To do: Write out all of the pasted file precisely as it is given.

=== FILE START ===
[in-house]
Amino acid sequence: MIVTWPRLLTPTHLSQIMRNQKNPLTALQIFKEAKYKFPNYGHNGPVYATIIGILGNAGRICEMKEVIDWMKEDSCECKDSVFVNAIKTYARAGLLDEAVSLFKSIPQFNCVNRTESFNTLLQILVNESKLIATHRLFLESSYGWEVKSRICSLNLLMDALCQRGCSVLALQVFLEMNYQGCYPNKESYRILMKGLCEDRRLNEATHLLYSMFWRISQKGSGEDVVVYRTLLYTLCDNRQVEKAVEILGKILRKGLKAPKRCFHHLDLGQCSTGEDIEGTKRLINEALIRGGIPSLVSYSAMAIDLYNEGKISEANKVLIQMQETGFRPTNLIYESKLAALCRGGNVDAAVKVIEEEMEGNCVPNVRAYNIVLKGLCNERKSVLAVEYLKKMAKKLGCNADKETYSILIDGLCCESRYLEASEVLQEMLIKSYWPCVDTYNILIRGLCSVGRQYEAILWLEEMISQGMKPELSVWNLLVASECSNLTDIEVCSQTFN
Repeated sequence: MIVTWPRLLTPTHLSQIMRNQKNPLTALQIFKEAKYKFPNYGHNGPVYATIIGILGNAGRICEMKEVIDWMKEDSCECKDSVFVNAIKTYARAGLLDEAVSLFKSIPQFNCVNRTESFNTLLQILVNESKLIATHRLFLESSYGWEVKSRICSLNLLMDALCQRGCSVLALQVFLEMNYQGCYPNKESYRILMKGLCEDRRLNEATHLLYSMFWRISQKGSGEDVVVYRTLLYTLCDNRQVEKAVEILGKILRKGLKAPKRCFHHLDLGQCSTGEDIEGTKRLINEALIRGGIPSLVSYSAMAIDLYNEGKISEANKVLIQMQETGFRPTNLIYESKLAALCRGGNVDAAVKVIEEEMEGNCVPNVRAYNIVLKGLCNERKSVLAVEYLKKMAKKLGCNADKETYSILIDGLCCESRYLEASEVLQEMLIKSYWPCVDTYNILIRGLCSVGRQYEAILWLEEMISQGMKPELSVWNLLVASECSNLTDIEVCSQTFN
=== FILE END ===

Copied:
[in-house]
Amino acid sequence: MIVTWPRLLTPTHLSQIMRNQKNPLTALQIFKEAKYKFPNYGHNGPVYATIIGILGNAGRICEMKEVIDWMKEDSCECKDSVFVNAIKTYARAGLLDEAVSLFKSIPQFNCVNRTESFNTLLQILVNESKLIATHRLFLESSYGWEVKSRICSLNLLMDALCQRGCSVLALQVFLEMNYQGCYPNKESYRILMKGLCEDRRLNEATHLLYSMFWRISQKGSGEDVVVYRTLLYTLCDNRQVEKAVEILGKILRKGLKAPKRCFHHLDLGQCSTGEDIEGTKRLINEALIRGGIPSLVSYSAMAIDLYNEGKISEANKVLIQMQETGFRPTNLIYESKLAALCRGGNVDAAVKVIEEEMEGNCVPNVRAYNIVLKGLCNERKSVLAVEYLKKMAKKLGCNADKETYSILIDGLCCESRYLEASEVLQEMLIKSYWPCVDTYNILIRGLCSVGRQYEAILWLEEMISQGMKPELSVWNLLVASECSNLTDIEVCSQTFN
Repeated sequence: MIVTWPRLLTPTHLSQIMRNQKNPLTALQIFKEAKYKFPNYGHNGPVYATIIGILGNAGRICEMKEVIDWMKEDSCECKDSVFVNAIKTYARAGLLDEAVSLFKSIPQFNCVNRTESFNTLLQILVNESKLIATHRLFLESSYGWEVKSRICSLNLLMDALCQRGCSVLALQVFLEMNYQGCYPNKESYRILMKGLCEDRRLNEATHLLYSMFWRISQKGSGEDVVVYRTLLYTLCDNRQVEKAVEILGKILRKGLKAPKRCFHHLDLGQCSTGEDIEGTKRLINEALIRGGIPSLVSYSAMAIDLYNEGKISEANKVLIQMQETGFRPTNLIYESKLAALCRGGNVDAAVKVIEEEMEGNCVPNVRAYNIVLKGLCNERKSVLAVEYLKKMAKKLGCNADKETYSILIDGLCCESRYLEASEVLQEMLIKSYWPCVDTYNILIRGLCSVGRQYEAILWLEEMISQGMKPELSVWNLLVASECSNLTDIEVCSQTFN